當然,自己都係所謂嘅「民粹」信徒,響度講咁多其實都係自打咀巴;既然個市咁講咁睇,冇法啦,認命。

胡言亂語一大堆,得罪之處,尚祈見諒。死罪死罪。

Y.T. 說...

倉海君:

So far in the great campaign for heritage preservation, of which the Queen Pier is only one stage, I have come across basically three theories:

1. Historical memory
2. De-colonialisation
3. Public space

The following quote:

"回到皇后此一歷任港督舉行登岸儀式的「殖民地標」,我們不告別,是因為殖民地威權作風並未隨九七回歸而遠去,那些「不民主的政治體制」、「虛情假意的諮詢制度」和「漠視本土人民生活的城市規劃模式」等殖民遺產,已悄悄地「過戶」予「回歸後特府」。換言之,就像波蘭人記憶納粹主義的目的一樣,記憶皇后也是為了抗拒殖民主義於我城借屍還魂,更進一步,就是要在回歸後開展一場遲來的解殖運動。" (陳景輝﹕為何不告別? 一個皇后碼頭守衛者的自白)

falls naturally under the second, and it is an argument which I did not discuss in my earlier post. So when there I discoursed on the sense of history, I aimed exclusively at those supporters of heritage preservation relying heavily on the first theory, to wit, historical memory. HK people, especially the young, need, so goes the argument, tangible objects to foster a historically-grounded identity, an identity that is nourished not only by the material achievements of HK (which we need not enumerate), but also by a sense of the past--the past of this city. But the presumed connection, between preserving tangible objects and fostering a historically-grounded identity, remains, after all, a presumed connection.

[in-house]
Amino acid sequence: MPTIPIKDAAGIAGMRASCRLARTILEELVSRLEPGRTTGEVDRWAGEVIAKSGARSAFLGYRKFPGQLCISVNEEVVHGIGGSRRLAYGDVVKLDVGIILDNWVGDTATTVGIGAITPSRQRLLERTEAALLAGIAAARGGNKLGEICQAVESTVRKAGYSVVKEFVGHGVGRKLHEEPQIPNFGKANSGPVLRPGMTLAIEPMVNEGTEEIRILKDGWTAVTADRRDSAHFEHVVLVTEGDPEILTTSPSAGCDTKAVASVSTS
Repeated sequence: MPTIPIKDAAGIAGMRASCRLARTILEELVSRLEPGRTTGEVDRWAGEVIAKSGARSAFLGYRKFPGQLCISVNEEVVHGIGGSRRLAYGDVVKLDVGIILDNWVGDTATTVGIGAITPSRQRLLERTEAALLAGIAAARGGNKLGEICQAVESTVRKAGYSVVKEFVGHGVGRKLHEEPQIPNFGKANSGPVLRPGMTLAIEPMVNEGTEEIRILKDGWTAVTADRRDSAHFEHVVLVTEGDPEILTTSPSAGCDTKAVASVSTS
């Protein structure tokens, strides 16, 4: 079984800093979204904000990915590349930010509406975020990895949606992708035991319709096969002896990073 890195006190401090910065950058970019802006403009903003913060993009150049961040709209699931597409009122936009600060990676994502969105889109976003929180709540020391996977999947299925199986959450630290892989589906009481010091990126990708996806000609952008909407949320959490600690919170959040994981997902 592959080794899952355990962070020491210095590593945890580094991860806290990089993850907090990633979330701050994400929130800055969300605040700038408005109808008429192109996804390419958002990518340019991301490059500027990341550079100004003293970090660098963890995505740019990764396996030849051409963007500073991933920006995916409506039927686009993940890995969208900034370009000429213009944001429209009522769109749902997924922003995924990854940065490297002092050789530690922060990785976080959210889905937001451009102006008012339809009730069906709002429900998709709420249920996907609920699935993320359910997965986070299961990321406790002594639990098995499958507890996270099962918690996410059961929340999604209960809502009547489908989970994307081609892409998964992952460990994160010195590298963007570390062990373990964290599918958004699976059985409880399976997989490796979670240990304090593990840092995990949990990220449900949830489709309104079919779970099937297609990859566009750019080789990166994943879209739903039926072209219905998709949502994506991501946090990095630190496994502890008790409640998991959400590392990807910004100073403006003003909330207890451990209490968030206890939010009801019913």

When I said that the Chinese civilisation long carried with it a strong sense of history, I clearly did not mean that there was a persistent reference to the very origin of itself ("原始中國文化"): what you described seems more appropriately to be called civilisational atavism. Nor did I mean, by the sense of history, that a civilisation must attempt to keep itself off from all kinds of change; quite the contrary, a civilisation confident in its tradition ought to welcome change, knowing that it will be able to incorporate it in its organic whole. Let me cite one or two examples to illustrate my point.

When John Selden and his friends leaved through the Anglo-Saxon Chronicles in search of the ancient constitution, they had a strong sense of history: history was alive and well in their midst, and history was normative. But, while fueling the growth of the notion of the Norman Yoke, they did not intend, by their effort, to eradicate each and every influence of the (bastard!) French.

If the great nobles had their chronicles, then the ordinary folks had their oral tradition, their grandmother's tales, and their communal festivities. Heroes and villains furnished them types against which contemporary figures were to be judged. The vicissitudes of their community, past successes and future hopes all made the members feel that they lived not as an isolated point, but as in a line connecting the already-gone with the yet-to-come.